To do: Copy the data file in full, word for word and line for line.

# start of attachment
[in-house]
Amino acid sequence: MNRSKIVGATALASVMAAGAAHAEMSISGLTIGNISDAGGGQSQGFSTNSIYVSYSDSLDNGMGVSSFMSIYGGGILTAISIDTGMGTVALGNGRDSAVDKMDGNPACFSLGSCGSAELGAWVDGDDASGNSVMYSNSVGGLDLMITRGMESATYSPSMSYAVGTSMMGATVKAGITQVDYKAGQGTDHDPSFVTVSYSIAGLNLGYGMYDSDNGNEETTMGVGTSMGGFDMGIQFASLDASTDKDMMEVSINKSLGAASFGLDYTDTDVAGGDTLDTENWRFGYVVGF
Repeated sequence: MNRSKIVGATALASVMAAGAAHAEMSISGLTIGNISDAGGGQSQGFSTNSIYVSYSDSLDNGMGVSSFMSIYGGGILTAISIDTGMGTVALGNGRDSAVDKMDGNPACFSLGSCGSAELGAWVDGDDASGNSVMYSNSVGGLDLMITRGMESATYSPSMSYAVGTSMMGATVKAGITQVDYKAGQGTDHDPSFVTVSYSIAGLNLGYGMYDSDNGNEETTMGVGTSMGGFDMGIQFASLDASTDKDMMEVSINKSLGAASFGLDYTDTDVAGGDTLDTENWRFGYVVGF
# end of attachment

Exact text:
[in-house]
Amino acid sequence: MNRSKIVGATALASVMAAGAAHAEMSISGLTIGNISDAGGGQSQGFSTNSIYVSYSDSLDNGMGVSSFMSIYGGGILTAISIDTGMGTVALGNGRDSAVDKMDGNPACFSLGSCGSAELGAWVDGDDASGNSVMYSNSVGGLDLMITRGMESATYSPSMSYAVGTSMMGATVKAGITQVDYKAGQGTDHDPSFVTVSYSIAGLNLGYGMYDSDNGNEETTMGVGTSMGGFDMGIQFASLDASTDKDMMEVSINKSLGAASFGLDYTDTDVAGGDTLDTENWRFGYVVGF
Repeated sequence: MNRSKIVGATALASVMAAGAAHAEMSISGLTIGNISDAGGGQSQGFSTNSIYVSYSDSLDNGMGVSSFMSIYGGGILTAISIDTGMGTVALGNGRDSAVDKMDGNPACFSLGSCGSAELGAWVDGDDASGNSVMYSNSVGGLDLMITRGMESATYSPSMSYAVGTSMMGATVKAGITQVDYKAGQGTDHDPSFVTVSYSIAGLNLGYGMYDSDNGNEETTMGVGTSMGGFDMGIQFASLDASTDKDMMEVSINKSLGAASFGLDYTDTDVAGGDTLDTENWRFGYVVGF